I dreamt of wintry sunshine dancing through the aspen groves last night. Of powder pillows under my skis. The soft whoomp of snow falling from trees and spiraling flakes that move higher and higher in the breeze.
The sun broke through the blinds this morning. And it was time to go. My heart yearned for adventure. And all that came with it.
But then the morning began to unravel. Getting five people out the door for a day of skiing is quite the feat. We are used to this kind of “unraveling” anytime we charge into a day full of skiing or hiking or climbing or… Quite simply getting out the door is all out chaos when three of the five people are under the age of seven.
I scrambled to pull on my long johns and socks, all while coaching my two-year old through the tenuous task of getting herself dressed. Socks, Pull-up (in case a potty wasn’t close enough at the right time), long johns, snow pants. Not so subtle in my impatience, I tossed “teaching her to dress herself” out the window and quickly pulled her shirt down over that cute-mop-of-a-bed-head and zipped up her bib snow pants in one fluid motion. I should get some sort of medal for this type of multitasking.
I tossed my hair up in a ponytail, and help my son find his always-missing-the-morning-of ski sock. Luckily the oldest is mostly self-sustaining, although a little emotional. She is fully dressed but I find her collapsed and teary eyed in the middle of the living room floor. “I am feeling very sad. My feelings got hurt,” she says.
It is roughly at this moment that I began to wonder, is this really worth it?
I moved on in faith. Sure, it must be worth it, right?
I stilled my crazy mind, cup that cute little chin in my hands and reminded her that I see her. In the midst of flying clothing and lunch makings all over the kitchen, in the middle of gear piling in front of the door and voices hollering from all four corners of the house, I see her. Do I really see her? I think so. She grabbed all the kid’s coats and moved towards the car. Good, one down. Now where did that two year-old go?
The boy launched himself down the stairs, landing like the Hulk and sprinting off again. Just as long as he is headed towards the car. I climbed the stairs for the 27th time, turned the corner and I found my malicious little toddler. Ok, maybe she isn’t really malicious, but it is hard not to think so. For in that moment I found her completely naked, wrestling a Princess Belle dress over her knees and hips.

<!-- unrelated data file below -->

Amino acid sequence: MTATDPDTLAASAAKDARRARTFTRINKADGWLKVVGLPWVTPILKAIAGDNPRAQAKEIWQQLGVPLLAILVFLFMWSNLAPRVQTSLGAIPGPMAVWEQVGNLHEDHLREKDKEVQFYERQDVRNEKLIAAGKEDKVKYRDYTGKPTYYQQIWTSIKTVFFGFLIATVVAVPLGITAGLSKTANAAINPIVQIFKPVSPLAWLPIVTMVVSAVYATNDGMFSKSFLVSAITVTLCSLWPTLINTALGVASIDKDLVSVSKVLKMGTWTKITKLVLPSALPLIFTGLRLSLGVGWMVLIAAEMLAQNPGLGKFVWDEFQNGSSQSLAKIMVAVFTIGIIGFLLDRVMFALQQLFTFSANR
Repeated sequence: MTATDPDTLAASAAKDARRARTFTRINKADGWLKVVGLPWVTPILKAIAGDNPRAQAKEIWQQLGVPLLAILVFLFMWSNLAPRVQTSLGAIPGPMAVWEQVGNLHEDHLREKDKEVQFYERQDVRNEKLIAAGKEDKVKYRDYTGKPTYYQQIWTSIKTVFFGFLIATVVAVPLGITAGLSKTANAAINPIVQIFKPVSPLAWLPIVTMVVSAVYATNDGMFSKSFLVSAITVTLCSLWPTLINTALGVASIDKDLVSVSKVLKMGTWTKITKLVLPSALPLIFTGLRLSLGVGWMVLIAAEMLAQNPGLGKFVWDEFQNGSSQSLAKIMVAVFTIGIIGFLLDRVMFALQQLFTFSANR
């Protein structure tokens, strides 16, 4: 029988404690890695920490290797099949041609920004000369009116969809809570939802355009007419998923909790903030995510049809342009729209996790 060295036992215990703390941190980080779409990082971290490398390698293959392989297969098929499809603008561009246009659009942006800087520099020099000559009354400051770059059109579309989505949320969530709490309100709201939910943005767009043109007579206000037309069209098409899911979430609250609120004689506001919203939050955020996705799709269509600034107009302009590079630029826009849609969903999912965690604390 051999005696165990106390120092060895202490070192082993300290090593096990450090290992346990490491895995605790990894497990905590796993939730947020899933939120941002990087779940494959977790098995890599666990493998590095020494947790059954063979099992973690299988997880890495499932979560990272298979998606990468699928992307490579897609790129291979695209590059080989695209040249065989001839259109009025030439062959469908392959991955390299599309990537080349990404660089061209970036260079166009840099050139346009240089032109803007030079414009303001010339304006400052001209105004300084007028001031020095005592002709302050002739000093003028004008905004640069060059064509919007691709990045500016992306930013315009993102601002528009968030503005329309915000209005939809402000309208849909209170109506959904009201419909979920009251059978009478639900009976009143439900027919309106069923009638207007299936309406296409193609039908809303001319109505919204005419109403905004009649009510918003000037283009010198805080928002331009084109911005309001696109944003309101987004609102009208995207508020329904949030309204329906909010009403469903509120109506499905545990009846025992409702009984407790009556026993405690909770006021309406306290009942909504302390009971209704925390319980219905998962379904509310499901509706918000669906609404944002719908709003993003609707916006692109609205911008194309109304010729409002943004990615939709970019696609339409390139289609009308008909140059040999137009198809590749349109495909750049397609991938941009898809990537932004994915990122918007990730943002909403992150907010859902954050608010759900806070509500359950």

And the question erupts from the depth of my soul somewhere between my cries of “Ahhhh!!” and, “What happened to your ski clothes?!”: This is worth it, right?! Surely, it must be… right?!
Worse than getting her re-dressed is convincing her to release the dress she so dearly clings to with her amazingly strong fists. Man, I wish I had that sort of contact strength when climbing. Then I compromise. The dress had to go. But I allowed a tutu…over her ski pants. It was quite cute actually. I took her by that same willful little grasp and marched her to the car. No more detours for this little one.
Breath, I reminded myself. And for the first time all morning my husband and I found ourselves together in the same room, looking into each other’s eyes. The silence was so peaceful. We did a quick mental check: Are we still on the same team? Are all the kids dressed? Skis? Boots? Poles? Goggles? Money? Helmets? Lunch? Good. Lets go.
We jumped in the car. And noticed, luckily, that we had an extra passenger. Kai, our other two-year-old, a Golden Doodle, decided he had been left behind for the last time. He jumped in the back when we were unaware and stowed along amongst the skis and boots. But we were headed up Big Cottonwood Canyon in Utah. Meaning: No Dogs Allowed. Sad day. In fact, the dog was so upset, my husband had to carry all 52 lbs. of him back in the house…
Finally we are going, going and gone. On our way to that bright sunlight, that crystalline snow, those blue bird skies. It is worth it, right?
We arrived at Brighton Resort a short time later, and despite our late start, we are only a few measly rows from the lift. We carried and fangled our three-ring circus to the slopes, got everyone clicked in, and were off.
The wintry sunshine danced through the aspen trees. And while I didn’t get the soft pillows of powder under my skis, I got to spend the day with a small 28 lbs. bundle of beautiful energy between my skis. I never heard the soft whoop of falling snow but I heard endless “hurrahs” echoing around the mountains as my boy and girl played chicken in the trees. I danced along to my tutu-wearing-girl as she started a little jig in the lift line. Arms swinging, lungs singing, skis stomping to some beat only she really knows. I heard the belly laughs and shouts of glee, I saw the newly carved turns, the glorious wipe-outs and felt the burn in my legs. The sun shined bright, the snow, white and the skies, blue.
It is worth it, right? I began to think so.
Later, skis neatly hung in the garage (ok, they are still piled in the back of the Xterra) and hungry tummies satisfied, my son turns to his sisters and says, “You guys are my very best friends. Ever.” Ahhh. Yes. This is what it is about. Love. Unity. Joy.
It was all worth it. It is all worth it. And my husband’s words echo around inside my head:
“Why do we bother? We bother because we want to live an adventure together. We want to play together. We want to live life and grow together. And we are willing to fail most of the time for the times of sweet, sweet success.”